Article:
“While a teacher can never replace the importance of parental support, we can be there to help students find a safe and caring environment where they can learn how to succeed and grow positive self-esteem.”
Connections with our students start on the first day of school, or even the month before if we send introductory emails or have a “back to school event” before the first day’s bell. As with any interpersonal relationship, first impressions really matter. Creating opportunities for positive interactions with students has to happen early (the first time we meet) and often (preferably everyday, with every student!). If that sounds like a lot of work, you aren’t wrong; it does take a concerted effort to reach each student even as papers to be graded pile up, lesson plans are due, and surprise meetings appear on our calendars. However, I promise it’s worth it and may make your day to day life easier than any other thing you can do in the classroom. The good news is making these positive connections doesn’t have to be incredibly time consuming or difficult, we just need to ask questions and thoughtfully listen to the answers.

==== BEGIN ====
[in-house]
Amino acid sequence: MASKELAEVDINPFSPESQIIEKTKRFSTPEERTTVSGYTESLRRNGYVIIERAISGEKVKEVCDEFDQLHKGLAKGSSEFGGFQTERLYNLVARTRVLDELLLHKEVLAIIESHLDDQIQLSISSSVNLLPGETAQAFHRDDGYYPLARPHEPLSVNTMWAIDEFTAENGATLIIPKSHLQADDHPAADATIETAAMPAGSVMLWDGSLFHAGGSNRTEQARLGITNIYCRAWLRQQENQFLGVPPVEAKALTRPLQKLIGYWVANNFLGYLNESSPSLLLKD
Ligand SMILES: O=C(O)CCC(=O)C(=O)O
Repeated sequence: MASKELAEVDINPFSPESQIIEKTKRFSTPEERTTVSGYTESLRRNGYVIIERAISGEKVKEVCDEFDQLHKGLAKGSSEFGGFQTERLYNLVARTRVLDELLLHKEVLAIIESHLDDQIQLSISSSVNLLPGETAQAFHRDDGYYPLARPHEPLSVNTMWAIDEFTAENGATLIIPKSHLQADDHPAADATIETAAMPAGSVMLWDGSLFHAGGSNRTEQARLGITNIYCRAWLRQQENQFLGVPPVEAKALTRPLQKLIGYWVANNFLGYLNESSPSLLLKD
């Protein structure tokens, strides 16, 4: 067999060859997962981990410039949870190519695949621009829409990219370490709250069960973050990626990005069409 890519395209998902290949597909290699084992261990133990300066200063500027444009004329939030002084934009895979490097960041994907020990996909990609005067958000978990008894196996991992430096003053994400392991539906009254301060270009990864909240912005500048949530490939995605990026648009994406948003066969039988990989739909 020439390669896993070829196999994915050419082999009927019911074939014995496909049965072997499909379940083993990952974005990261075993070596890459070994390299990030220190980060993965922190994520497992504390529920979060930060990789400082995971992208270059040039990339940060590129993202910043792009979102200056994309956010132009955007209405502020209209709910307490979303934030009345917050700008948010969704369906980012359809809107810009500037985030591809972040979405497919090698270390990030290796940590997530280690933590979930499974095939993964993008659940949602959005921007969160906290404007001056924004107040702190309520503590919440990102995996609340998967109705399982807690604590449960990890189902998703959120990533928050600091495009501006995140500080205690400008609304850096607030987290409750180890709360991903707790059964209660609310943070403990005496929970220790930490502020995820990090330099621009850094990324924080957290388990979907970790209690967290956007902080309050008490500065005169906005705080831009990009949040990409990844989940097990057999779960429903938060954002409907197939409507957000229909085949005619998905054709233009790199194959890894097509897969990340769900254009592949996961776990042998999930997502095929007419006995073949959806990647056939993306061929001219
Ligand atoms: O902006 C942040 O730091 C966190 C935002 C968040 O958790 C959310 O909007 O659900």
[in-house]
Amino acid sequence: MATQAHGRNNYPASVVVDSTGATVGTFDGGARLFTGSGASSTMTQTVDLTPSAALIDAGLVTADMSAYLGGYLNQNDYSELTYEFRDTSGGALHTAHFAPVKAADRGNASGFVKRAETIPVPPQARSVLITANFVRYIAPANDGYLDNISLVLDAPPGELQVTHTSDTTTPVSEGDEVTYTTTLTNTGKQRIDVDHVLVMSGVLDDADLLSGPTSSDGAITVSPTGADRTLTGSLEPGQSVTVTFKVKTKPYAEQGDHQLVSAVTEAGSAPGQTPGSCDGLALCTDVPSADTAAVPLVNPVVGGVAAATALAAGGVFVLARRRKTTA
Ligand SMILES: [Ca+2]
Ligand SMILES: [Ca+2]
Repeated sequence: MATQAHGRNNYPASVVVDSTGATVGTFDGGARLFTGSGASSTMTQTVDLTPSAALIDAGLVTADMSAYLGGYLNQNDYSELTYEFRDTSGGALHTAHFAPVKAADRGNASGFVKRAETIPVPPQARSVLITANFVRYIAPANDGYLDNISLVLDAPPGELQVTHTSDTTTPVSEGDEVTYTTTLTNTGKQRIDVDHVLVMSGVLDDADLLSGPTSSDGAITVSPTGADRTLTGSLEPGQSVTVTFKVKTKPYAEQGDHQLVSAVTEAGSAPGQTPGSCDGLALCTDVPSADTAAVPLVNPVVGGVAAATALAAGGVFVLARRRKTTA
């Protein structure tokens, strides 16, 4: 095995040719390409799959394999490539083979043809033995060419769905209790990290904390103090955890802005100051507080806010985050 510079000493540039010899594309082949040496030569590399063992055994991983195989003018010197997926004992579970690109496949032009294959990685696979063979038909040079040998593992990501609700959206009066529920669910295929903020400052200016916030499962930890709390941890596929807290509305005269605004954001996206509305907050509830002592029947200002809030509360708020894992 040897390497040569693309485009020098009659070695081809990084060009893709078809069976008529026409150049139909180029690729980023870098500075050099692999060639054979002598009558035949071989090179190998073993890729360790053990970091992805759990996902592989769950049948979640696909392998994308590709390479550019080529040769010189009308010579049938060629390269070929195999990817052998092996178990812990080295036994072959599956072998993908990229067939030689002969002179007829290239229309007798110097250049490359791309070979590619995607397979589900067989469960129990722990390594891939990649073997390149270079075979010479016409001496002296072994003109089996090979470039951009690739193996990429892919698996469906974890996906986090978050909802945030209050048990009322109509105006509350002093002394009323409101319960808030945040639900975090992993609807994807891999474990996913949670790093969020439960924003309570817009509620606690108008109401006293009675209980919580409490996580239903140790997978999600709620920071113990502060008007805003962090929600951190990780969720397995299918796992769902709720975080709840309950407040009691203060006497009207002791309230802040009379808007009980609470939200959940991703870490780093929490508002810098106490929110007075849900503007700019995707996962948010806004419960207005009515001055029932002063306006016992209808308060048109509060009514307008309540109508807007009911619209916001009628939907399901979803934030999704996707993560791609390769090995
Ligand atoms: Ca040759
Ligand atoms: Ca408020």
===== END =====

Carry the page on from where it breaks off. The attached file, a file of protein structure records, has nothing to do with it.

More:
When asking students questions about their interests, their passions, and their future dreams I want to include two points of focus: